A Case of Unexplained Asymptomatic Pancreatic Hyperenzymemia Solved by Endoscopic Ultrasound: Adult Annular Pancreas
Filippo Antonini, Simona Piergallini, Valerio Belfiori, Barbara Marraccini, Massimiliano Lo Cascio, Carlo Manfredi, Giampiero Macarri
Department of Gastroenterology, A. Murri Hospital, Polytechnic University of Marche. Fermo, Italy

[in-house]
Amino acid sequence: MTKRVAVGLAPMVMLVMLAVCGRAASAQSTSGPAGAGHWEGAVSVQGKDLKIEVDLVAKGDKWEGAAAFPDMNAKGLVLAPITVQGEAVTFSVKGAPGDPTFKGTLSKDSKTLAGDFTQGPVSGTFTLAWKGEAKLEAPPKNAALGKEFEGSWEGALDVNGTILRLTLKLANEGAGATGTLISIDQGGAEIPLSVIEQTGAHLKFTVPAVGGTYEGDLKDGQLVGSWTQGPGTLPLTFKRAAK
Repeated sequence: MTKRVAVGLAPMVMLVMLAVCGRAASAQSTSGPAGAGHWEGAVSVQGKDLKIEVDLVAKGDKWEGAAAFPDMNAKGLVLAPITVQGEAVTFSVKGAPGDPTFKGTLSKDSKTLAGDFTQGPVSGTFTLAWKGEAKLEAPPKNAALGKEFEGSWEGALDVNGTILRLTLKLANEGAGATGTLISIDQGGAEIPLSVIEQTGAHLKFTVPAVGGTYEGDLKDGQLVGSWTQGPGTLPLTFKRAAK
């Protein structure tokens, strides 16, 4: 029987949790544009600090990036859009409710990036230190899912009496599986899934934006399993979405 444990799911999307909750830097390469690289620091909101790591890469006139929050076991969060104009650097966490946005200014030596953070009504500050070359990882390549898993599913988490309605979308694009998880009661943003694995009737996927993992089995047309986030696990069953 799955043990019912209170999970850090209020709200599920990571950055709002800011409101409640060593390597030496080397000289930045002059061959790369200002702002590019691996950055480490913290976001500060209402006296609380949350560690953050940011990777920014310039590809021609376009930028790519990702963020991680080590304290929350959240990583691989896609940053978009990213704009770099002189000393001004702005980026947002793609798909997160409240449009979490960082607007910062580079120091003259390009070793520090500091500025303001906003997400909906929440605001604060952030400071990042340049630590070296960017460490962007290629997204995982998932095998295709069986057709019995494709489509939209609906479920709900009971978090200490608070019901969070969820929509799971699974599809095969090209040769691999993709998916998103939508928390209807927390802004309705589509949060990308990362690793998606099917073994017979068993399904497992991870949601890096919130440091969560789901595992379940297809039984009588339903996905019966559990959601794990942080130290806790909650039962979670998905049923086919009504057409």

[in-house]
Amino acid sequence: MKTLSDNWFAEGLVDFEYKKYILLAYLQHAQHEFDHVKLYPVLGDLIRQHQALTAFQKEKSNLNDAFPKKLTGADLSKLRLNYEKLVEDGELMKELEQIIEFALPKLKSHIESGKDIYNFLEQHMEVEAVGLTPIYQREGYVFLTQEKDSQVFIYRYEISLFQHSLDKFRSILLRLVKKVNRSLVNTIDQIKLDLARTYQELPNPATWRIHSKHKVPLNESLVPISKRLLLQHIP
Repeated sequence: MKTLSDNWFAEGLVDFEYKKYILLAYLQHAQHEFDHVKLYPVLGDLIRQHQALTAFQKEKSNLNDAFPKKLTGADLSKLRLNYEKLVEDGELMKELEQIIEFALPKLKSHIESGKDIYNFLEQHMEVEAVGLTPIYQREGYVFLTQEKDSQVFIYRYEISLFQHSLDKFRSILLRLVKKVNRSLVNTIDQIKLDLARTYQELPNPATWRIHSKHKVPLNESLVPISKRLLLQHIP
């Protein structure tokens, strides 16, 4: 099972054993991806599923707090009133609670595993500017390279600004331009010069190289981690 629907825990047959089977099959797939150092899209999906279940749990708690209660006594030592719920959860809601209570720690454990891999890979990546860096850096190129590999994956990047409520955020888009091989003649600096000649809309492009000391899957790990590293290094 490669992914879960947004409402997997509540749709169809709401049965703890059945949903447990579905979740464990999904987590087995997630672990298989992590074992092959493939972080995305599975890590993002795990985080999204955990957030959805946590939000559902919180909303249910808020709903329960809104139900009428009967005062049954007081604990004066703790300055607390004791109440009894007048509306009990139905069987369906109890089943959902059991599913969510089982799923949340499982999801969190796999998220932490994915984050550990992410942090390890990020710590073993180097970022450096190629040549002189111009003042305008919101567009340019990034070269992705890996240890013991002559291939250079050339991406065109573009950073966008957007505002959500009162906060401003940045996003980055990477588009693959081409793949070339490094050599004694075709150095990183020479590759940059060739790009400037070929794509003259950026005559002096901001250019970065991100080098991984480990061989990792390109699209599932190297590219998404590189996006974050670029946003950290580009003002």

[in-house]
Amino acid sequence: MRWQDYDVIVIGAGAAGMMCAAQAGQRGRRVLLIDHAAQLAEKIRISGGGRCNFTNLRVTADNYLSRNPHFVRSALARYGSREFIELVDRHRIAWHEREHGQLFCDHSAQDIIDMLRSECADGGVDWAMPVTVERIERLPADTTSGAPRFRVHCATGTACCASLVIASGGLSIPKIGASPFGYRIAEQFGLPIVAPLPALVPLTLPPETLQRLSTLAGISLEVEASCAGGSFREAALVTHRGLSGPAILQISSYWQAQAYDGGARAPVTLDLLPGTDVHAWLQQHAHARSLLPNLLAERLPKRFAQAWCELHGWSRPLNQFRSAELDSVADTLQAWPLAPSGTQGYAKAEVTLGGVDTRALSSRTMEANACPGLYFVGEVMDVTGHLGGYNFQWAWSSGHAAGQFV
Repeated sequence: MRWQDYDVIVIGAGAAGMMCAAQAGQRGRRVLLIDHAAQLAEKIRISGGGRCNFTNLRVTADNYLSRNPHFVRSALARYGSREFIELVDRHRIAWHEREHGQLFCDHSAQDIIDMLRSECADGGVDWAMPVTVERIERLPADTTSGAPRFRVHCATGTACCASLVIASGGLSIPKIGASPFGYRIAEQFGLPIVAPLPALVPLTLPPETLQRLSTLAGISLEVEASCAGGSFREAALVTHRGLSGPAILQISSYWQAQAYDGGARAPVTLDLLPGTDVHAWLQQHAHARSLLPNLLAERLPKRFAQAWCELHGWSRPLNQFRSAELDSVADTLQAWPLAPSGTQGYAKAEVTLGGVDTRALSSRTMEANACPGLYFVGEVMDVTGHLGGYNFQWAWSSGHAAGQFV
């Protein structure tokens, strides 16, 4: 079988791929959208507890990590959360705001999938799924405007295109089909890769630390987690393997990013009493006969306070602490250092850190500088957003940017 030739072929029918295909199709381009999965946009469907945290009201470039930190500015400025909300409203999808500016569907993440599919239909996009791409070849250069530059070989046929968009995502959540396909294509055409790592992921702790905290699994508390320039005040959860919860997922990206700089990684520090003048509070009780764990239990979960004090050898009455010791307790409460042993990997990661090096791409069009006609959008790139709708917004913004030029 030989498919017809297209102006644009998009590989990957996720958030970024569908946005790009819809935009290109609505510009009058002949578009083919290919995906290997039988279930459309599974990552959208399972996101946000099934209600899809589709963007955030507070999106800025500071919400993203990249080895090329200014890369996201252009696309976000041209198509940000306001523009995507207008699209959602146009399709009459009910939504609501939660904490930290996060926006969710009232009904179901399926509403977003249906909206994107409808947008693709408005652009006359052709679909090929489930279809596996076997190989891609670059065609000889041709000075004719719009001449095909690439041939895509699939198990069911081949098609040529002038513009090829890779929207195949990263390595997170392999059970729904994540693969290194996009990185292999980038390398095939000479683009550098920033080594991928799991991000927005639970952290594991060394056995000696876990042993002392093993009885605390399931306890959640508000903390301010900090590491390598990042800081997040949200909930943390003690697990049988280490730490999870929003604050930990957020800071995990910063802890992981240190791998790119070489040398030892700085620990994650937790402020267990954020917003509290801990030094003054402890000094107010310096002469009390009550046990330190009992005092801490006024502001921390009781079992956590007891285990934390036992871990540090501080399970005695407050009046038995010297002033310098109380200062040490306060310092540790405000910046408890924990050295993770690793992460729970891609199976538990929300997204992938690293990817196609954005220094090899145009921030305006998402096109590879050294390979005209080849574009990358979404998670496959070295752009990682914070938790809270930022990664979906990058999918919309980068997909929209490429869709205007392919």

Context Annular pancreas is an uncommon congenital anomaly in which the pancreatic tissue forms a complete (25%) or partial (75%) ring around the descending duodenum. It usually presents in infants with abdominal pain, nausea and vomiting due to obstruction to gastric emptying. It rarely may manifest later in life. Case report A 40-year-old man was referred for further evaluation of a 1-year history of fluctuating pancreatic hyperenzymemia with mild elevations both of amylase and lipase, typically less than twice the normal range. The patient was completely asymptomatic and in good physical condition. He had a past medical history of right kidney dysplasia. He was not on any medication and had no alcohol and smoke habit. Other routine serological tests were within the normal range. Abdominal ultrasound, magnetic resonance imaging and computed tomography (CT) performed prior to admission demonstrated no pancreatic abnormalities. We performed an endoscopic ultrasonography (EUS) with radial echoendoscope (GF-UE160, Olympus, Hamburg, Germany) that showed a band of pancreatic tissue completely surrounding the duodenum. Pancreatic ducts were normal, both in tissue band than throughout the pancreas. Any feature of chronic pancreatitis was seen. Endoscopy showed narrowing of the descending duodenum with a normal mucosal pattern. Because of total absence of symptoms no treatment has been recommended. At 12-month follow up the patient was still asymptomatic with no substantial differences in laboratory tests. Conclusion CT and MR cholangiopancreatography (MRCP) are generally useful for diagnosis of annular pancreas. Endoscopic cholangiopancreatography (ERCP) is able to demonstrate pancreatic duct encircling the duodenum. However, ERCP is technically difficult in cases with duodenal obstruction and it is known that the procedure may potentially induce or aggravate acute pancreatitis. Because of its ability in evaluating not only the pancreatic duct but also the parenchyma, EUS seems to be the best method for the diagnosis of pancreatic disease. EUS appears to have an important role in the diagnosis of annular pancreas even when previously unsuspected. Annular pancreas as a possible finding in case of asymptomatic pancreatic hyperenzymemia should be kept in mind.